The magnitude 7.8 earthquake that devastated the Kathmandu Valley of Nepal Saturday was the strongest quake in the world so far this year and a reminder of the importance of properly planning in advance for natural disasters. More than 4,000  were reported dead, as buildings collapsed in cities surrounding the fault line.

The shallow depth of the quake’s epicenter was placed between 7 and 10 miles. Waves were amplified through sedimentary basin of a former lake, increasing the destruction. The strength of the quake was so strong it was picked up by a Pacific Northwest Seismic Network seismometer at Gold Mountain on the Kitsap Peninsula.

Saturday’s earthquake was the result of the northward movement of the Indian tectonic Plate under the Eurasian Plate. The plate lurched some 10 feet over 30 seconds, the LA Times reported.

The Indian Plate met the Eurasian Plate some 40 to 50 million years ago. The Indian Plate is forced beneath the Eurasian Plate as it continues its northward move. The joining of the two faults is called a “suture” and is revealed by the increasing elevation of the Himalaya Mountains.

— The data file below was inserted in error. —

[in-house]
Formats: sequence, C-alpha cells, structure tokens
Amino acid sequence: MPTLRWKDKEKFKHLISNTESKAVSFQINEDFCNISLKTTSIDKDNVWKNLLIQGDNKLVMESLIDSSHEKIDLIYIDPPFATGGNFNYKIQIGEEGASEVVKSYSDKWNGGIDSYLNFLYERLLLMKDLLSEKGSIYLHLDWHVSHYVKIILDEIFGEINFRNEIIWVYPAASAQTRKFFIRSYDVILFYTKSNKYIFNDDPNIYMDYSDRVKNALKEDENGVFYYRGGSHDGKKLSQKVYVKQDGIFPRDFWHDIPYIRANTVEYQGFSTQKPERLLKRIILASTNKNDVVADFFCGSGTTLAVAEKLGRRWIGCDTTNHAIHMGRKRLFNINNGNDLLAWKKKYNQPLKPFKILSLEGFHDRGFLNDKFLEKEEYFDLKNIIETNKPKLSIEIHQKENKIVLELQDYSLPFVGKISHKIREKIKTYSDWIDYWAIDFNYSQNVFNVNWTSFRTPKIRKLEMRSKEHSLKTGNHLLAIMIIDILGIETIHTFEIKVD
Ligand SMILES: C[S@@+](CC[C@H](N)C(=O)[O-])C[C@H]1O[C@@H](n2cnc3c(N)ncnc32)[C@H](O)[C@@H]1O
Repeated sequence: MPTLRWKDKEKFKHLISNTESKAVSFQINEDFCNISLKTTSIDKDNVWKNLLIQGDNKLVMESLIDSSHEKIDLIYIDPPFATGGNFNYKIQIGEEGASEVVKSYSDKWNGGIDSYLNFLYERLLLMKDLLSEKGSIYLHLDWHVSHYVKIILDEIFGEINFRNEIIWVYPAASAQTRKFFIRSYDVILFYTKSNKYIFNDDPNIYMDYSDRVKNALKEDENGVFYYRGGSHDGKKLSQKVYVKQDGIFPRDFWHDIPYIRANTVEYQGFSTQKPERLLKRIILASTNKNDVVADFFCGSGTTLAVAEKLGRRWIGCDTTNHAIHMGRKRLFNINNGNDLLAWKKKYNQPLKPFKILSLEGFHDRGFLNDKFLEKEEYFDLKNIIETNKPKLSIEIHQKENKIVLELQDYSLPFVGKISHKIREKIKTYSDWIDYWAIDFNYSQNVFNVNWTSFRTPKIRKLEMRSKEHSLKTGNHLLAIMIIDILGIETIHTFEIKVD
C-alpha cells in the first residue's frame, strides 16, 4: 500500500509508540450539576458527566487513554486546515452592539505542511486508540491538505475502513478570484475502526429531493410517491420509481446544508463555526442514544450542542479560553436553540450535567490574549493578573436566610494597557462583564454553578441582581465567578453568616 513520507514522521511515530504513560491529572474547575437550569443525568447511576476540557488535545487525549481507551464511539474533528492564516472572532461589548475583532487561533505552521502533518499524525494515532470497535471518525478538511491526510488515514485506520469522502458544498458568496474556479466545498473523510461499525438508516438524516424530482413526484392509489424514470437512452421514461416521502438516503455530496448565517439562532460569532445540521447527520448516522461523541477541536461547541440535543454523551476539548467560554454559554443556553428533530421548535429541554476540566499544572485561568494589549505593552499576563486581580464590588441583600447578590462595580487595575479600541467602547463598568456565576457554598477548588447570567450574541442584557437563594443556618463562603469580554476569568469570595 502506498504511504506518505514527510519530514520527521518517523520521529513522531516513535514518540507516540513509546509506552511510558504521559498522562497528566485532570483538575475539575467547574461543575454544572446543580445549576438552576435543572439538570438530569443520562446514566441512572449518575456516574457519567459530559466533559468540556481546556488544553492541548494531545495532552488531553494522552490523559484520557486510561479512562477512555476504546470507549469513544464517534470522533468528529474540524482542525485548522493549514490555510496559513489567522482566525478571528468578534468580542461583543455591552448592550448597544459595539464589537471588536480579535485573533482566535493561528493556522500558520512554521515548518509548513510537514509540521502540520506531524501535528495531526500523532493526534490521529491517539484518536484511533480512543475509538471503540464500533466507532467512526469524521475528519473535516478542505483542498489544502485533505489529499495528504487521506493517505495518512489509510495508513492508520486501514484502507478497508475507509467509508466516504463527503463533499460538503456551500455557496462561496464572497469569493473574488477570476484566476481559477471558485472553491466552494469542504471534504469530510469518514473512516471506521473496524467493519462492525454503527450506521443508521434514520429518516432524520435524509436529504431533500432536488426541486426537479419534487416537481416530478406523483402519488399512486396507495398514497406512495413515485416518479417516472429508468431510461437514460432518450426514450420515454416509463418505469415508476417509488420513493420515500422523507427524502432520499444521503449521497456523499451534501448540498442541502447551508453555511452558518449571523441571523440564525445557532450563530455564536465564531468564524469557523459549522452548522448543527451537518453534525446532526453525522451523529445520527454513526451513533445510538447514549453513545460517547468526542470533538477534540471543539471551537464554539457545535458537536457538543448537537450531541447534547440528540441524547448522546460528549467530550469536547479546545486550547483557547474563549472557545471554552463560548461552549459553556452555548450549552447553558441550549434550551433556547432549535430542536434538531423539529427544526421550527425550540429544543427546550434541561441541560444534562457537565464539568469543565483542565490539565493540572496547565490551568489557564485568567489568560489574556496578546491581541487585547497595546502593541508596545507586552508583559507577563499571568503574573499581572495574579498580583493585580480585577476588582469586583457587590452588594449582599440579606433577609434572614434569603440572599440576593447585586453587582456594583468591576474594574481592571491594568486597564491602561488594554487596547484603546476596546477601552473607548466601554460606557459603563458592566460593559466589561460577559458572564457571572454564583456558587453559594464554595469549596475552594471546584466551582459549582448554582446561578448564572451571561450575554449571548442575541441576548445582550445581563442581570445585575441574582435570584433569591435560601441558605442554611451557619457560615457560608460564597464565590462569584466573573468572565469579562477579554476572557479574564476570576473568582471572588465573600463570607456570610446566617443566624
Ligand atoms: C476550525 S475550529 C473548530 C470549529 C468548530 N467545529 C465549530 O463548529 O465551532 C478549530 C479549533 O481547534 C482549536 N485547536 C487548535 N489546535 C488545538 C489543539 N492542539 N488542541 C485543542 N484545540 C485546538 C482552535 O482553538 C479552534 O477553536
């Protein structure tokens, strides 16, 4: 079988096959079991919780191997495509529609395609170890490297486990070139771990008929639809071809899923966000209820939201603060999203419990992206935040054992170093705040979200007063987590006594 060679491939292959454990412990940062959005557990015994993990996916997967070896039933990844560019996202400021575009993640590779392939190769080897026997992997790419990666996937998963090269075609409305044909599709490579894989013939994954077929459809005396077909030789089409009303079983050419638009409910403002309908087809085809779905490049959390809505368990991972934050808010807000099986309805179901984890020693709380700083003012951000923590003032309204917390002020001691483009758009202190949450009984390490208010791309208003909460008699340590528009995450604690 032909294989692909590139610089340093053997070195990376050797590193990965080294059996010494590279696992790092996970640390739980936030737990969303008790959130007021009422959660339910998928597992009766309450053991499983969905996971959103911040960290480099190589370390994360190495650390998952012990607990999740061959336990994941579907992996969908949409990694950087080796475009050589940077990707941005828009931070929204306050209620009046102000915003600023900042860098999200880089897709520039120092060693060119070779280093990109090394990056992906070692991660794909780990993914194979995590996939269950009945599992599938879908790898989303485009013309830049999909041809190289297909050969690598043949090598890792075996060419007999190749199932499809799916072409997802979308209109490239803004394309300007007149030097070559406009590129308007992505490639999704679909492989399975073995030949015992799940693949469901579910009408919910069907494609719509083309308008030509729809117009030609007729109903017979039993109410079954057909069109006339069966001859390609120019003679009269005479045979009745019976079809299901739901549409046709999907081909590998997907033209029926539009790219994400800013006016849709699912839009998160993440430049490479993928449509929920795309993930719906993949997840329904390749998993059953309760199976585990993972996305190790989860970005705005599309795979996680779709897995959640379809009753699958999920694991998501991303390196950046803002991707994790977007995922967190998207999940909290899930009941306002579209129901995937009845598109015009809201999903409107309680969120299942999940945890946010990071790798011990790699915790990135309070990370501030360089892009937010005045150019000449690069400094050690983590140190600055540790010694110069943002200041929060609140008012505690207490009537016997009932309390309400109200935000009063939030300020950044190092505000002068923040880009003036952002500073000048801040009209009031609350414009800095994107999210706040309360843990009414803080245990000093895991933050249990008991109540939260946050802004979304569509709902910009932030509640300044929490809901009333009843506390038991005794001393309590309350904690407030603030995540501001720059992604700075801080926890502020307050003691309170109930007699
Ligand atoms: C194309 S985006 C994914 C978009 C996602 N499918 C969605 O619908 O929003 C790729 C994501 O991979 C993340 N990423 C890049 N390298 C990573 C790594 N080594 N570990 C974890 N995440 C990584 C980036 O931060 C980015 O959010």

This Wall Street Journal image of the collision between the Indian Plate and the Eurasian Plate at Tibet shows the similarities the subduction zone has to the Cascadia subduction zone off Washington's coast.

This Wall Street Journal image of the collision between the Indian Plate and the Eurasian Plate at Tibet shows the similarities the subduction zone has to the Cascadia subduction zone off Washington’s coast.

The two plates interact not entirely differently than the Juan de Fuca Plate and the North American Plate, an area known as the Cascadia subduction zone, the 750-mile fault line that runs off the coast of Washington, Oregon, Northern California and British Columbia.

The very significant difference is that the Cascadia Plate is an oceanic plate, so our subduction zone doesn’t produce the same high peaks as the two continental plates, according to Chief Hazards Geologist Tim Walsh.

“Our subducting slab melts as it goes down and makes our volcanoes,” Walsh explained.